21 y/o male involved in industrial fire. Patient was welding a steel structure when a spark from the torch ignited a barrel of flammable material that was inadvertently placed in his work area. Patient sustained full-thickness burns over the upper half of his chest and circumferential burns to bilateral arms. Patient also sustained superficial partial-thickness burns to face, neck and bilateral hands. His entire abdomen, upper half of his back and front of his upper legs sustained deep partial-thickness burns.
Patient was transported to small community hospital where two IV lines were started; a Foley catheter and NG tube were inserted, and humidified O2 at 3L/min via NC. He was given mannitol 12.5g IV before being transported to a major burn center. VS pre-transport were as follows: BP- 136/84 mm Hg
Temp 37.2 º C (oral)
Pre-burn weight was 72 kg (160lb). He was received in the burn unit approximately 4 hours after sustaining burn injury. At admission to the unit, patient was alert and oriented and VS were: BP- 140/90 mm Hg
HR- 110 bpm
Temp- 36.1 º C (oral)
Lungs sounds clear in all fields on auscultation with an occasional productive cough of a small amount of carbon-tinged sputum. Voice was becoming hoarse. Absent bowel sounds with NG tube draining dark yellow-green liquid. Peripheral pulses were obtained with Doppler as they could not be palpated manually. Foley catheter draining burgundy-colored urine. Urine output total since insertion 4 hours ago =280ml. Fluid resuscitation efforts since the burn injury included 4L of lactated Ringer’s solution through the IV lines. Labs as follows:
ABGs on 3L O2-----
Specific gravity 1.040
Burn unit MD performed fiberoptic bronchoscopy, which revealed minimal redness of the glottis and no edema. Esharotomies were performed on bilateral arms immediately after the admission to the burn unit. Patient was bathed and scalp shaved. Burns were dressed in occlusive silver sulfadiazine (Slivadene) dressings. Burns were then dressed twice a day with this medication. The following regimen was prescribed: Zantac 150 mg IV push q12h; antacid 30mlevery hour instilled via NG tube and clamped for 15minutes for the first 48 hours after the burn; morphine sulfate 3 mg IV push every hour as needed for pain.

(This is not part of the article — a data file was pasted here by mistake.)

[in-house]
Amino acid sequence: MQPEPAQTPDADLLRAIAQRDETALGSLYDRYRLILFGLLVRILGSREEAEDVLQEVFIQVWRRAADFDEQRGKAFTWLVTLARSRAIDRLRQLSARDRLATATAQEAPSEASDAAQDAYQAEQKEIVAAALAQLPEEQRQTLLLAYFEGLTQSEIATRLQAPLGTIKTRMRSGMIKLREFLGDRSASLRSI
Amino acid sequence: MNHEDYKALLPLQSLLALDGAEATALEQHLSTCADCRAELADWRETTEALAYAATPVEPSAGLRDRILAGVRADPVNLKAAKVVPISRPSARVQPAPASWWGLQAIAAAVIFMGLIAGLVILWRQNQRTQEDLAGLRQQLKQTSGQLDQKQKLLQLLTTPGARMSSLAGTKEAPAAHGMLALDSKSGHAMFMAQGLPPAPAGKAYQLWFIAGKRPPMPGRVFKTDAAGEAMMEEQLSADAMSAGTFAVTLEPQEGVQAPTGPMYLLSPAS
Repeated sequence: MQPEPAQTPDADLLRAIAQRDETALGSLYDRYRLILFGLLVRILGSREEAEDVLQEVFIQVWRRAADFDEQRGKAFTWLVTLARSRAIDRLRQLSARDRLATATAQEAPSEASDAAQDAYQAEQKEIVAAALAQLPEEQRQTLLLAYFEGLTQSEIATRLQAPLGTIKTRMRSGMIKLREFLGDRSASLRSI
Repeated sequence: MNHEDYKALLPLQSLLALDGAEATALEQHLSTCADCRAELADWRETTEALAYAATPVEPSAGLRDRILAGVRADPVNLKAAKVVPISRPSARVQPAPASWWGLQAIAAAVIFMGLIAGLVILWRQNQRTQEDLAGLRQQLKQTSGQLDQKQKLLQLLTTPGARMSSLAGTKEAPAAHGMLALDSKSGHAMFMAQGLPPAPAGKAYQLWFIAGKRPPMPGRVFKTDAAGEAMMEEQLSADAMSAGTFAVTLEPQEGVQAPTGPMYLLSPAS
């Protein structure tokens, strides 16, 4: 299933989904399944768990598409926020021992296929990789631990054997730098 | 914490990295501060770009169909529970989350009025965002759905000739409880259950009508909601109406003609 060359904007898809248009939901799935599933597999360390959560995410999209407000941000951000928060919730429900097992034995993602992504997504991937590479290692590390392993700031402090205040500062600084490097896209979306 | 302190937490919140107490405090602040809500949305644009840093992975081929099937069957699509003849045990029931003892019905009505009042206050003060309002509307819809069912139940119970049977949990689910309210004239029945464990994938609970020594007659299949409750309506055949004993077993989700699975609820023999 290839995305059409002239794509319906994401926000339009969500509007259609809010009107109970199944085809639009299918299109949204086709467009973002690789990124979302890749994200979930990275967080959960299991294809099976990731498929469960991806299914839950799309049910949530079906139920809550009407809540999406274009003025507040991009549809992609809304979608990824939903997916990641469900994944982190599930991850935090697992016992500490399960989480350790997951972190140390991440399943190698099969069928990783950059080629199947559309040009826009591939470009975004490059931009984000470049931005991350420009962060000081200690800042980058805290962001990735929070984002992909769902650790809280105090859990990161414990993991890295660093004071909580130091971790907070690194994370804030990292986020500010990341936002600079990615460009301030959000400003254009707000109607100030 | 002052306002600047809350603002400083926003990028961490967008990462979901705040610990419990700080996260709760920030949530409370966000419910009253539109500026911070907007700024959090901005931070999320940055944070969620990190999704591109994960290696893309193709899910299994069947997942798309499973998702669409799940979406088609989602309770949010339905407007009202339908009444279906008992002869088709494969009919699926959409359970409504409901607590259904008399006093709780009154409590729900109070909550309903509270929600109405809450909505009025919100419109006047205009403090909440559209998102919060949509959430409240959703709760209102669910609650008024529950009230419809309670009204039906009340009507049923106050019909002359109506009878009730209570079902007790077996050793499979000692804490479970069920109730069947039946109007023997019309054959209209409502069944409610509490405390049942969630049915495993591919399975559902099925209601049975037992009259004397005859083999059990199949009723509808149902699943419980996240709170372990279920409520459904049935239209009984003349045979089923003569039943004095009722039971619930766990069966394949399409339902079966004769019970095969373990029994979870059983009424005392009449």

Bowel sounds returned on day 3, NG tube was removed and high-calorie, high-protein diet was begun. On day 5 of hospital stay, patient was taken to surgery for the first of a series of surgical procedures to excise and graft the areas of full-thickness injury with split-thickness autografts. Donor sites included his buttocks and backs of his legs. Patient was dc’ed from hospital after a 65 day hospital stay with follow-up and rehab scheduled.
Discuss the patho of burns, including the classification of burn depth and severity of burn injury Burn injury is the result of heat transfer from one site to another. Tissue destruction results from coagulation, protein and denaturation or ionization of cellular contents. The skin and mucosa of the upper airways are sites of tissue destructions. The depth of the injury depends on the temperature of the burning agent and the duration of contact with the agent. Burns are classified according to the depth of tissue destruction as superficial partial-thickness injuries, deep partial-thickness injuries or full-thickness injuries. These categories are similar to first, second, third degree burns. Burn depth determines whether epitheliazation will occur. Determining burn depth can be difficult. The following factors are considered in determining the depth of...